Joe Biden can backtrack on the decision of outgoing US President Donald Trump on recognizing so-called Moroccan sovereignty over Western Sahara without “strategic consequences,” said three US academics in an article published in the American magazine Foreign Policy.
“There are three reasons why the United States’ recognition of Moroccan sovereignty over Western Sahara is a peculiar policy reversal,” said the authors of the text, Joseph Huddleston, Harshana Ghoorhoo, Daniela A. Maquera Sardon, three researchers from Setan Hall University (United States) specializing in questions of international politics.
The authors of the article noted, moreover, that one of the most striking elements in Donald Trump’s proclamation (made on December 10) is the fact that it was linked to the normalization of diplomatic relations between the Moroccan regime and the Zionist entity. This normalization was the price to be paid by Morocco to “win” the recognition of the outgoing American president, note the academics.
They added that Trump’s decision was made public “as Morocco and the Polisario Front, the Sahrawi liberation movement, are engaged in active armed conflict.”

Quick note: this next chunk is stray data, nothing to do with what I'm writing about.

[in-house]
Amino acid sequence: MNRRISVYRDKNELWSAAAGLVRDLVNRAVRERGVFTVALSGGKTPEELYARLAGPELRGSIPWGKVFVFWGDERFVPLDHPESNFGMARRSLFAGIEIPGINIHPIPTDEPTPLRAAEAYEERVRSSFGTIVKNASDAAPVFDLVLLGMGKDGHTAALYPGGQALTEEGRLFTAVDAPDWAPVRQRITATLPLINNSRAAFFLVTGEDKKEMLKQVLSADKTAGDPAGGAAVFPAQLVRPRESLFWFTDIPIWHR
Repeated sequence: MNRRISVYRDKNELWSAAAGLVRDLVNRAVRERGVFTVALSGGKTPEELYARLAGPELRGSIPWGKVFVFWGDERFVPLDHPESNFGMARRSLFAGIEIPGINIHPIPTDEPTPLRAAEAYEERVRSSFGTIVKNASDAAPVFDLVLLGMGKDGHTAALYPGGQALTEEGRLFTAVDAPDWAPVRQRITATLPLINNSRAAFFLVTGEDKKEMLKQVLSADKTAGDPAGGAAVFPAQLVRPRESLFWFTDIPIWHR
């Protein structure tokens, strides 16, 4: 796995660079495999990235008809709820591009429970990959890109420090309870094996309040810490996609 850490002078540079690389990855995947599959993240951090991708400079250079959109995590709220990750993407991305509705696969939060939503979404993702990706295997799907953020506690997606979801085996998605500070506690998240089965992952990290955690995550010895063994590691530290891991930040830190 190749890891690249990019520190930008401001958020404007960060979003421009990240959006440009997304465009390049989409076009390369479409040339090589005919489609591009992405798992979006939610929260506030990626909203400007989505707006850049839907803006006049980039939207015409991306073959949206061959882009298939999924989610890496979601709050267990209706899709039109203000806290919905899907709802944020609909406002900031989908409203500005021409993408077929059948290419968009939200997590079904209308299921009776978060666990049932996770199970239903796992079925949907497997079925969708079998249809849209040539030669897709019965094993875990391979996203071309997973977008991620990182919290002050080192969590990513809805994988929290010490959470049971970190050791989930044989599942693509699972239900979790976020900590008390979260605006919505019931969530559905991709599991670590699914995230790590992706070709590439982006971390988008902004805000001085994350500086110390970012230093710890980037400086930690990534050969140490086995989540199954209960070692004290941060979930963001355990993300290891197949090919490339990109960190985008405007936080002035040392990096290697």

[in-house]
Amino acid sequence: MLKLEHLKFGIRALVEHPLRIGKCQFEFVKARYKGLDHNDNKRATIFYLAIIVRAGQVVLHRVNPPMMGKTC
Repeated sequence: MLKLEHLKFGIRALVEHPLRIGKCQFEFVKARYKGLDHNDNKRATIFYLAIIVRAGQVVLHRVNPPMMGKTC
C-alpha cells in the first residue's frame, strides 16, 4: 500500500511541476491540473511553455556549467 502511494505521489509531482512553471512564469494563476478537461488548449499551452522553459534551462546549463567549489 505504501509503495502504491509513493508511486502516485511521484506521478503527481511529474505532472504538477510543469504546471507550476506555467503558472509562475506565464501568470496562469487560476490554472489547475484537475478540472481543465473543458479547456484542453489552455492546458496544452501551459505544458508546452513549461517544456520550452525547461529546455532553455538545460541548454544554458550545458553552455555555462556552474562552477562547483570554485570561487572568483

They recalled the illegal nature of the Moroccan presence in Western Sahara, by virtue of United Nations resolutions and verdicts along affirmed by several international courts.
“This means that Sahrawi self-determination activists—and the Polisario Front—are not “separatists,” as both the Washington Post and New York Times have reported, but a decolonization movement,” say the three academics.
The fact that “the United States uncritically take the side of an occupation—as a bargaining chip in tangential negotiations, and during active armed conflict, no less—demonstrates that U.S. foreign-policy now favors power over law and unilateral action over cooperation,” they said.
“In theory, the Moroccan government could respond to a U.S. reversal by revoking its new diplomatic ties with Israel, but it would pay a bigger price for such a move than would the United States,” said the academics.
“The present moment is a crisis. It is also an opportunity—for the United States and for the United Nations. A Biden administration committed to anti-colonial justice and to international cooperation as the pathway to conflict resolution could seize this opportunity to empower the U.N. Security Council to at last implement the referendum that will resolve the conflict once and for all,” they pointed out.